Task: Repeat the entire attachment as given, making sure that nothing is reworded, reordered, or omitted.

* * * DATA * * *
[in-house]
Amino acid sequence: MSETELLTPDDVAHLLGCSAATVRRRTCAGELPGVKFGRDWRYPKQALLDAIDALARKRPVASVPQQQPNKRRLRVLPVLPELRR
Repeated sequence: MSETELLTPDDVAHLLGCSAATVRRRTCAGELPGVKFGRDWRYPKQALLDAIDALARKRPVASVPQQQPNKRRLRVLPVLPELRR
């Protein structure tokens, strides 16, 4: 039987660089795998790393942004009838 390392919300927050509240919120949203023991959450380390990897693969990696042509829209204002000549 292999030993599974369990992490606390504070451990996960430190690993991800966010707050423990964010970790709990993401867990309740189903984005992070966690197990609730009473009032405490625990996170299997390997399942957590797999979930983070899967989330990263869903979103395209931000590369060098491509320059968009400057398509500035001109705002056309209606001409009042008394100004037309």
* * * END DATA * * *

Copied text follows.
[in-house]
Amino acid sequence: MSETELLTPDDVAHLLGCSAATVRRRTCAGELPGVKFGRDWRYPKQALLDAIDALARKRPVASVPQQQPNKRRLRVLPVLPELRR
Repeated sequence: MSETELLTPDDVAHLLGCSAATVRRRTCAGELPGVKFGRDWRYPKQALLDAIDALARKRPVASVPQQQPNKRRLRVLPVLPELRR
């Protein structure tokens, strides 16, 4: 039987660089795998790393942004009838 390392919300927050509240919120949203023991959450380390990897693969990696042509829209204002000549 292999030993599974369990992490606390504070451990996960430190690993991800966010707050423990964010970790709990993401867990309740189903984005992070966690197990609730009473009032405490625990996170299997390997399942957590797999979930983070899967989330990263869903979103395209931000590369060098491509320059968009400057398509500035001109705002056309209606001409009042008394100004037309």